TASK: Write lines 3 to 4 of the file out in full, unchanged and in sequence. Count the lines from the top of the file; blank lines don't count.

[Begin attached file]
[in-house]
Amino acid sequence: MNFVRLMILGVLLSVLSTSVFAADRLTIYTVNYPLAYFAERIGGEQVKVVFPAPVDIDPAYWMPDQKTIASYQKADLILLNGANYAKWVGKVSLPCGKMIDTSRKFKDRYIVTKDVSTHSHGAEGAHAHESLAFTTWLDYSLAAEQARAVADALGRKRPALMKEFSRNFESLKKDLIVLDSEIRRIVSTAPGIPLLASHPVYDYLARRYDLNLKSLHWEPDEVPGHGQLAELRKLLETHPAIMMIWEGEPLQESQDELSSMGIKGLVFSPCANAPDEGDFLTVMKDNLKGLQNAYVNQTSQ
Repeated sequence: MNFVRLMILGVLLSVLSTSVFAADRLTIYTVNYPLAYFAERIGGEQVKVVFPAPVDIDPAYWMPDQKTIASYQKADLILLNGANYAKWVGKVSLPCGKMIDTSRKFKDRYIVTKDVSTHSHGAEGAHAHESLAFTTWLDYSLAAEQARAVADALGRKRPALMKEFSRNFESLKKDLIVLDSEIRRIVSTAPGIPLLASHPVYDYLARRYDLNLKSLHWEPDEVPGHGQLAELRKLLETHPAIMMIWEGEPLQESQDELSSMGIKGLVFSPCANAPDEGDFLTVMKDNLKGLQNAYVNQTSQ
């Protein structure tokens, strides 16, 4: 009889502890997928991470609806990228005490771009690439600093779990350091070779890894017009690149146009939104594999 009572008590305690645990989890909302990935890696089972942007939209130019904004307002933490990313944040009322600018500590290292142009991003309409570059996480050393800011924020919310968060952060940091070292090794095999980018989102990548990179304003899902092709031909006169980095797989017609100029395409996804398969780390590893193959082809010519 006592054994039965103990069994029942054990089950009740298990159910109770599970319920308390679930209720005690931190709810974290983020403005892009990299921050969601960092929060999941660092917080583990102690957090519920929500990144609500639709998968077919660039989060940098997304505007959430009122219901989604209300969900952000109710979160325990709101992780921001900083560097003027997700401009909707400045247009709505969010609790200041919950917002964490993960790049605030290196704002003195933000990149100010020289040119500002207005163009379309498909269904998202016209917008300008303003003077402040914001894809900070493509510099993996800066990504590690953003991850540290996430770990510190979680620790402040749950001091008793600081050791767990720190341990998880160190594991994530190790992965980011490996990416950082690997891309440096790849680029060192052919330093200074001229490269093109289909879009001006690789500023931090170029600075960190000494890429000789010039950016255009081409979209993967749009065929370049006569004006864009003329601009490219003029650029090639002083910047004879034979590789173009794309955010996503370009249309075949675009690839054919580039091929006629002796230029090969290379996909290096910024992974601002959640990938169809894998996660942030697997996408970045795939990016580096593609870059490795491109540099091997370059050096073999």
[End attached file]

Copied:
Repeated sequence: MNFVRLMILGVLLSVLSTSVFAADRLTIYTVNYPLAYFAERIGGEQVKVVFPAPVDIDPAYWMPDQKTIASYQKADLILLNGANYAKWVGKVSLPCGKMIDTSRKFKDRYIVTKDVSTHSHGAEGAHAHESLAFTTWLDYSLAAEQARAVADALGRKRPALMKEFSRNFESLKKDLIVLDSEIRRIVSTAPGIPLLASHPVYDYLARRYDLNLKSLHWEPDEVPGHGQLAELRKLLETHPAIMMIWEGEPLQESQDELSSMGIKGLVFSPCANAPDEGDFLTVMKDNLKGLQNAYVNQTSQ
């Protein structure tokens, strides 16, 4: 009889502890997928991470609806990228005490771009690439600093779990350091070779890894017009690149146009939104594999 009572008590305690645990989890909302990935890696089972942007939209130019904004307002933490990313944040009322600018500590290292142009991003309409570059996480050393800011924020919310968060952060940091070292090794095999980018989102990548990179304003899902092709031909006169980095797989017609100029395409996804398969780390590893193959082809010519 006592054994039965103990069994029942054990089950009740298990159910109770599970319920308390679930209720005690931190709810974290983020403005892009990299921050969601960092929060999941660092917080583990102690957090519920929500990144609500639709998968077919660039989060940098997304505007959430009122219901989604209300969900952000109710979160325990709101992780921001900083560097003027997700401009909707400045247009709505969010609790200041919950917002964490993960790049605030290196704002003195933000990149100010020289040119500002207005163009379309498909269904998202016209917008300008303003003077402040914001894809900070493509510099993996800066990504590690953003991850540290996430770990510190979680620790402040749950001091008793600081050791767990720190341990998880160190594991994530190790992965980011490996990416950082690997891309440096790849680029060192052919330093200074001229490269093109289909879009001006690789500023931090170029600075960190000494890429000789010039950016255009081409979209993967749009065929370049006569004006864009003329601009490219003029650029090639002083910047004879034979590789173009794309955010996503370009249309075949675009690839054919580039091929006629002796230029090969290379996909290096910024992974601002959640990938169809894998996660942030697997996408970045795939990016580096593609870059490795491109540099091997370059050096073999």